What tips do you have for readers who have (or want to start) a creative small business?
Start small.  I cannot emphasize enough how important it is to start small and slowly grow your business.  Spring Forth Farm has started small because of the house building.  This turned out to be a big blessing to have 2-3 years of figuring out our business model while not being overwhelmed by the business.  For example, we started out thinking we were going to have a farmer’s market business.  When we started up 2 years ago, we applied to 5-6 different farmer’s markets and didn’t get one call back.  At first we were devastated but then we decided to change our business model to fit where the demand was for our flowers.  So we decided to go the wholesale route.  This has been an amazing change in our business because we pre-sell all the flowers before doing our  weekly deliveries.  At the farmer’s market we would have no guarantee of any sales and would spend 4-6 hrs of time between set up, market hours, and take down.  Also, our quality of life is richer since we adopted a wholesale model.  Farmer’s markets are time consuming and exhausting and take up the weekend.  We do have a direct marketing aspect to our business through wedding flowers and a small business bouquet subscription program.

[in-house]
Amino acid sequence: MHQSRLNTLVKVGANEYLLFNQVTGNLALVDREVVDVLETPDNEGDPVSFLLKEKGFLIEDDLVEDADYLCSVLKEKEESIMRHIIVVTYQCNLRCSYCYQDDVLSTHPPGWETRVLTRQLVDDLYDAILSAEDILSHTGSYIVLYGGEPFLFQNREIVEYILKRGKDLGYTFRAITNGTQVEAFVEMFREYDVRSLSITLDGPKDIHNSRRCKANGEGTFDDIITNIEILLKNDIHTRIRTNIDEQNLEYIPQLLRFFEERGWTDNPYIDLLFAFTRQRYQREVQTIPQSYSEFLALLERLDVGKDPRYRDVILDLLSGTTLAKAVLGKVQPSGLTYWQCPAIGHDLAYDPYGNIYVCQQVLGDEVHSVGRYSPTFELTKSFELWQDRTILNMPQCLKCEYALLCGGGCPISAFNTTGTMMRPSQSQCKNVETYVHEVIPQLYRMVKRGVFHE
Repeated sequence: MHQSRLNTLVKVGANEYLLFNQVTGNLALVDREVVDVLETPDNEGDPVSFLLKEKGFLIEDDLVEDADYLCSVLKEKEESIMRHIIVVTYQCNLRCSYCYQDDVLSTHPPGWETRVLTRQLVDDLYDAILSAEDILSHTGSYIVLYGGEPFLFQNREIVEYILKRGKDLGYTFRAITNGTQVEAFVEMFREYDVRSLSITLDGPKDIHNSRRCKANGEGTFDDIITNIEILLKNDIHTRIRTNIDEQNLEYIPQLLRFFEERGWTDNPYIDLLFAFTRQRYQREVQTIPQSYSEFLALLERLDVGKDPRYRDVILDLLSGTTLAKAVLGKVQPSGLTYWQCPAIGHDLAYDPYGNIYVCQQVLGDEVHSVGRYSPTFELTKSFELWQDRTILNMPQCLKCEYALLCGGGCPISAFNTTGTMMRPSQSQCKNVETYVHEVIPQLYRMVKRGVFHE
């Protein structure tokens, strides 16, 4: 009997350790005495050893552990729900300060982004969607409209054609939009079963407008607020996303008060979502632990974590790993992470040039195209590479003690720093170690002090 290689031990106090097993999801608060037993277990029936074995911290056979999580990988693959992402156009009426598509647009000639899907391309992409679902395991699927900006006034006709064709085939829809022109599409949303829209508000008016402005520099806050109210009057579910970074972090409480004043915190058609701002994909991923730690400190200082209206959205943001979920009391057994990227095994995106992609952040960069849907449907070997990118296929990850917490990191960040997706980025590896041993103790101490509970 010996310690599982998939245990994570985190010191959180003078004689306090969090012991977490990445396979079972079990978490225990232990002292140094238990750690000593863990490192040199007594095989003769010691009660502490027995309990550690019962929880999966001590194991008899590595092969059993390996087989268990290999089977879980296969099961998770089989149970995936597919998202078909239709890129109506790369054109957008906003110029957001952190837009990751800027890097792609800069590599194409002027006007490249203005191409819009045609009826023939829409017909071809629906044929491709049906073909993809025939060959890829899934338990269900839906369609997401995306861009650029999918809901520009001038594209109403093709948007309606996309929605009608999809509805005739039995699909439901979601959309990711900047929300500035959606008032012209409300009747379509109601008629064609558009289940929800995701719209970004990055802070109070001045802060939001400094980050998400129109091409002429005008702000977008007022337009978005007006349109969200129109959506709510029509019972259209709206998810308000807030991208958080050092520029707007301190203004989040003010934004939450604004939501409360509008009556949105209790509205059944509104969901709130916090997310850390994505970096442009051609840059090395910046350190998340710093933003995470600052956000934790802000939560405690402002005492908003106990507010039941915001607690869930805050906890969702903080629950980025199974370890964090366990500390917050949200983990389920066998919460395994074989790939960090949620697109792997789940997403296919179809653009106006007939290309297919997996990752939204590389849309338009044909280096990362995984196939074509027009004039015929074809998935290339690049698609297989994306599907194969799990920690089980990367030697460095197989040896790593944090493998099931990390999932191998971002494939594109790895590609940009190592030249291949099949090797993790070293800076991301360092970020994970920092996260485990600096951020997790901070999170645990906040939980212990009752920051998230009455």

What advice would you give to brides?